Jen’s Obsession: Anything 3-D From Chain Weaver Lucie Heskett-Brem



“They call me the gold weaver, but that is a romantic title—what I do is goldsmithing and soldering,” explains Lucie Heskett-Brem of the eponymous firm based in Lucerne, Switzerland. The jewelry designer who specializes in handwoven chains in 18k gold recently visited Aaron Faber in New York City to unveil a new 3-D Sculpture Necklace collection.

Woven in the same fashion as her traditional chains, the pieces act as 3-D chain sculptures when not worn and as attention-getting necklace designs on the body. The 3-D pieces are largely made in silver and have an entry retail price of about $2,600. Each comes with a sterling choker necklace for wear and a stand, and laser welding seamlessly marries chain ends together.

Most fascinating of all is that the styles won’t tangle. “Only loose ends tangle,” Heskett-Brem told me at the event, taking one of her works off a stand and letting it collapse into a pile in her hand. I shuddered in horror, flashing back to my own pile of necklaces at home waiting to be untangled, but Heskett-Brem simply pinched the metal mass with two fingertips—as if it were a shirt she was going to hang on a clothesline—and I watched in amazement as the tiny rope-bridge-like structure became clear again.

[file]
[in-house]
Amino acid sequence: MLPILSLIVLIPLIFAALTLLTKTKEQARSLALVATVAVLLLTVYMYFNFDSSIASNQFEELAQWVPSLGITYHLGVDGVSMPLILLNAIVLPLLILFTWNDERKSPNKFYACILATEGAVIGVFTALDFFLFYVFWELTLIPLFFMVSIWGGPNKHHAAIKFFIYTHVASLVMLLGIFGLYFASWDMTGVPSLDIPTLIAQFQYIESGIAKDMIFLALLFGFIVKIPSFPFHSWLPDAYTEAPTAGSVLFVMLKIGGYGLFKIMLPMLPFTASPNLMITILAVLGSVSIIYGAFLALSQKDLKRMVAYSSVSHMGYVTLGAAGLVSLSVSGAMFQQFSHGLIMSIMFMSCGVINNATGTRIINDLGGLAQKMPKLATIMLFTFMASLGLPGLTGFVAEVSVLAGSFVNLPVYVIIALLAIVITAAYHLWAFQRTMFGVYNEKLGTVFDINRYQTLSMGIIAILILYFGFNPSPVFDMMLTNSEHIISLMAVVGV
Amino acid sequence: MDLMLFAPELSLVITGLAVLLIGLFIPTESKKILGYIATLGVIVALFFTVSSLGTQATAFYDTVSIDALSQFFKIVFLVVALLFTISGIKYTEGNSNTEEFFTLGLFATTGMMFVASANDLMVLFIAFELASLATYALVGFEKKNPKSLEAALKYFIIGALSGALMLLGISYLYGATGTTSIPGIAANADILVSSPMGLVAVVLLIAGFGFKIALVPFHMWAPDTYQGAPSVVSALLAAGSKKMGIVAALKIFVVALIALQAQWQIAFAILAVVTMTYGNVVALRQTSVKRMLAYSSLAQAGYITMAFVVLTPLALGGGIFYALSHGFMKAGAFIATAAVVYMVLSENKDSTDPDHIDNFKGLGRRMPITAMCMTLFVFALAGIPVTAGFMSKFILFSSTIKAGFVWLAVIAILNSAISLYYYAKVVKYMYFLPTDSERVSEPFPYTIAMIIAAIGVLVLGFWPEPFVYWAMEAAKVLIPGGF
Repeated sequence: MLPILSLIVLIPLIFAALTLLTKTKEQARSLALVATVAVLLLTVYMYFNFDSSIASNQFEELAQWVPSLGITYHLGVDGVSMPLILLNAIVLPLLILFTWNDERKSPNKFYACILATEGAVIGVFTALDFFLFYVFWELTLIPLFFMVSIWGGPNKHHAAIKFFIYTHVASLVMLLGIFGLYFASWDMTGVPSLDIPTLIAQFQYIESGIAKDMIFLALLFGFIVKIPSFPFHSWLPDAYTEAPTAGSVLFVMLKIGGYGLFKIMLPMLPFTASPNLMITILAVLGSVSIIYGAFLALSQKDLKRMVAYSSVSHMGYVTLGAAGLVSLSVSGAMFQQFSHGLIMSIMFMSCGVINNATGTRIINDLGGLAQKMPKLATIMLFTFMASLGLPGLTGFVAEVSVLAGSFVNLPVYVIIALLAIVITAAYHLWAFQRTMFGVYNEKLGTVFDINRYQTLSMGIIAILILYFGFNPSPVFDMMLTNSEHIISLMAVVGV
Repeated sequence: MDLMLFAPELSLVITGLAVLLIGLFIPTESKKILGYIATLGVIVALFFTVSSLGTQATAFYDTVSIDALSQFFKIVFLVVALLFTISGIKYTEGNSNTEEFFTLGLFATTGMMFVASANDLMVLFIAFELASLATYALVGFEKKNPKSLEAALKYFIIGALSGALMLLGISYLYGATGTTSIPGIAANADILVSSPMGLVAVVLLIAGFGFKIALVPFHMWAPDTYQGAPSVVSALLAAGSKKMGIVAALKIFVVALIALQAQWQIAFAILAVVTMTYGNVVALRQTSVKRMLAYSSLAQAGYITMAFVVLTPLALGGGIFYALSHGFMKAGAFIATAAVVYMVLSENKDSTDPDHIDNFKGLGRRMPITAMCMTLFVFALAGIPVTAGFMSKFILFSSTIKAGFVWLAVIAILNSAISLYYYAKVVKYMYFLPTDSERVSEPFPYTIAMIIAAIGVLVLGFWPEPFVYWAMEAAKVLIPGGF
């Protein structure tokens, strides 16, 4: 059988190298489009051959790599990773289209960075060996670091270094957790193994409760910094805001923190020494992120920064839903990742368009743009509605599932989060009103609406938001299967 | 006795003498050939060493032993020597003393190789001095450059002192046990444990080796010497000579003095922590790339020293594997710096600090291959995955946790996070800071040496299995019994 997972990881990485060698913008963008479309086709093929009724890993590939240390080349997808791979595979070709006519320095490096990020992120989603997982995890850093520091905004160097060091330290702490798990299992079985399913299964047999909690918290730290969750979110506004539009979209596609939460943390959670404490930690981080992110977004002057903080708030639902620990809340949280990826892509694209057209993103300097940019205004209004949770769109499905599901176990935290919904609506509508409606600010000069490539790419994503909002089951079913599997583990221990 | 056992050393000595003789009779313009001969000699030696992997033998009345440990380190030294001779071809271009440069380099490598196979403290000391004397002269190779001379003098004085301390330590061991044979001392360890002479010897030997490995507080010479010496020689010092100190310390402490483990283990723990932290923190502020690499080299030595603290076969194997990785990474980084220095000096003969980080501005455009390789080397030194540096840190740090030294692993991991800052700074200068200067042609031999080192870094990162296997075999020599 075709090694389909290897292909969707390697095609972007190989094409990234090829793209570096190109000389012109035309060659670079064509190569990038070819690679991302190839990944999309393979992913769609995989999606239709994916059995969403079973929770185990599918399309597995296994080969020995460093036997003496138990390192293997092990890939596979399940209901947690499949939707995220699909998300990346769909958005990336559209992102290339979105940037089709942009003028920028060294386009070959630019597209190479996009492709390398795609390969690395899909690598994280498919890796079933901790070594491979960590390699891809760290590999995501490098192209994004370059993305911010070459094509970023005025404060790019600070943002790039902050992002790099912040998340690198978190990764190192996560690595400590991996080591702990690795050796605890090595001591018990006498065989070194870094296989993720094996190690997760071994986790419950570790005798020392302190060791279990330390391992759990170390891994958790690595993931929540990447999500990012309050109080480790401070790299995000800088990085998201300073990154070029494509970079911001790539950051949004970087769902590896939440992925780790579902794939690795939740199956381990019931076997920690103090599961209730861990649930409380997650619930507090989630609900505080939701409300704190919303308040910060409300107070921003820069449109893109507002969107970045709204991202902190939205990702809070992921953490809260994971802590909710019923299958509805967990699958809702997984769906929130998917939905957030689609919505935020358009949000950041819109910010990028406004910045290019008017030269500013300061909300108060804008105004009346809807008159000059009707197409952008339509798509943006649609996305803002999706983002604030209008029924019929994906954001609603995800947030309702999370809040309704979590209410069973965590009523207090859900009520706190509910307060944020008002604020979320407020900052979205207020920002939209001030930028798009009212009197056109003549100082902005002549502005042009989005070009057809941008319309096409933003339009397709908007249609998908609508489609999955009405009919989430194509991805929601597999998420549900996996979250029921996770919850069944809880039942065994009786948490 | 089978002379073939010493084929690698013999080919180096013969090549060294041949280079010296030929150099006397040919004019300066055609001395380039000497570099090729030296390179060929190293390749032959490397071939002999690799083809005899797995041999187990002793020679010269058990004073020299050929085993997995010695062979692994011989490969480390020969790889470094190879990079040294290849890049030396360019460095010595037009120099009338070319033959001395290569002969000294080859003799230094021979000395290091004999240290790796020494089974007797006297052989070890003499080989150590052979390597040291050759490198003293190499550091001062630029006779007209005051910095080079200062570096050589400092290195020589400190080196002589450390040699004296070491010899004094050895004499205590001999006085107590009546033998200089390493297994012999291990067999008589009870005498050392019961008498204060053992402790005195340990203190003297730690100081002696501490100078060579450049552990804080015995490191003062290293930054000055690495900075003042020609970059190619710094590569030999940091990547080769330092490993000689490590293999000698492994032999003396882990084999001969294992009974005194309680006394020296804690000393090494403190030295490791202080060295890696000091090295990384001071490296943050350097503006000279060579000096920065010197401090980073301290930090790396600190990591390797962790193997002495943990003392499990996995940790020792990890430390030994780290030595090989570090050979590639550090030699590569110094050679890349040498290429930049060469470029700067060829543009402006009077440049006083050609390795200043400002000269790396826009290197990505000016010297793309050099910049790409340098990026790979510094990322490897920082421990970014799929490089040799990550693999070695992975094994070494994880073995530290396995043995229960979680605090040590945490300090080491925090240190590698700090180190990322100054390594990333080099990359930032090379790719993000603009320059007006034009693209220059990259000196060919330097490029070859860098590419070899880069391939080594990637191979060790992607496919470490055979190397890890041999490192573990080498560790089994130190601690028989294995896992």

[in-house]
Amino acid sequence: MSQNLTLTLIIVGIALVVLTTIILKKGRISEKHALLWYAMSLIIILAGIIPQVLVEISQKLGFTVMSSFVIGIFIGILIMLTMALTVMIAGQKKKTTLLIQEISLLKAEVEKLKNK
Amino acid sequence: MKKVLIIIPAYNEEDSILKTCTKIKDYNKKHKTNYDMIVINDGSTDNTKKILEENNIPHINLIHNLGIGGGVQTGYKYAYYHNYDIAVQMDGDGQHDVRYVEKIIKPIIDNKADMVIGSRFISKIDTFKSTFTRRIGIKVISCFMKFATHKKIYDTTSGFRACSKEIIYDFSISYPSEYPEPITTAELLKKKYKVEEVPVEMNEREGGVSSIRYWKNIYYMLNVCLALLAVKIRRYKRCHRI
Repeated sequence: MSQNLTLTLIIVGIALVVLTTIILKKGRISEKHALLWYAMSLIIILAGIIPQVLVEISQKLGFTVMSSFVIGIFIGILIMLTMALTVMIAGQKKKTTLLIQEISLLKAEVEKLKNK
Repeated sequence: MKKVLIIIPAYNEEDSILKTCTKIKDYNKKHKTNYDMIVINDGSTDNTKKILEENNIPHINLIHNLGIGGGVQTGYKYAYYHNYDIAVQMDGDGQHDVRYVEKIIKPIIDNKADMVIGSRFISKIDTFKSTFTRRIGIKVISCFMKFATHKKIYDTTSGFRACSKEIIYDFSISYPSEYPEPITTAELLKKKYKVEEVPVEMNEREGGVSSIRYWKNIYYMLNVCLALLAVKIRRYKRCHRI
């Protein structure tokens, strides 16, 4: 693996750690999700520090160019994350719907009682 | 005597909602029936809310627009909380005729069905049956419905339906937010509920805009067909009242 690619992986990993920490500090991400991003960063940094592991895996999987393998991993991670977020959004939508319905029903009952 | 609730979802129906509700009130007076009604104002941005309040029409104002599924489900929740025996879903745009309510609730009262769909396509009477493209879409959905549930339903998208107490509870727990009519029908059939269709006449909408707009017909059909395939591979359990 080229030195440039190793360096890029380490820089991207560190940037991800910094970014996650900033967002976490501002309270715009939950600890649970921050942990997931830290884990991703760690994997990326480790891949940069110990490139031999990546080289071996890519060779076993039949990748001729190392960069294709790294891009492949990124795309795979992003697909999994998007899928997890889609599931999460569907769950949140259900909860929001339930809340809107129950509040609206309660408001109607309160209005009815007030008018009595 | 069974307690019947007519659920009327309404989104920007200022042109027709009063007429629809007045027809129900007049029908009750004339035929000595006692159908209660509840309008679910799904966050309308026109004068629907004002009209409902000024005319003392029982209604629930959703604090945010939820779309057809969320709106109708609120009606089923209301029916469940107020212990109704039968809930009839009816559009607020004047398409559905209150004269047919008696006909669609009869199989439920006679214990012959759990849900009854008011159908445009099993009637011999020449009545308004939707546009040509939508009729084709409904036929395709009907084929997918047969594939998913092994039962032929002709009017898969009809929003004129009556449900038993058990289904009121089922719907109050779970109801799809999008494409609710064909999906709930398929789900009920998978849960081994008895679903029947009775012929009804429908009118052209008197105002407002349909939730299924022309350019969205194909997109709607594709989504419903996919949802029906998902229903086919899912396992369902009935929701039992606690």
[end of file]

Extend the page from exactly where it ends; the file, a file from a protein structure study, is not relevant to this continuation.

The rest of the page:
Approximately 16 wearable SKUs are available, but there’s one big art object piece that took up the entire front window at the Faber gallery. Heskett-Brem calls it the Spider Web, and at 13 feet, it may be the biggest one ever made in a precious metal. It’s composed of silver and took nine months to make. Have the space for it at home? It retails for $80,000.

“My typical customer isn’t a lady who loves jewelry—she is someone who has never found anything she really liked,” muses Heskett-Brem about her niche clientele. 

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A 3-D chain necklace on a stand

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The artist in a large 3-D necklace. When worn as jewelry, the pieces drape against the body.

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The artist behind her 13-foot spider web, which recently filled the entire front window at the Aaron Faber gallery in New York City.

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A closeup of Heskett-Brem’s woven chain handiwork

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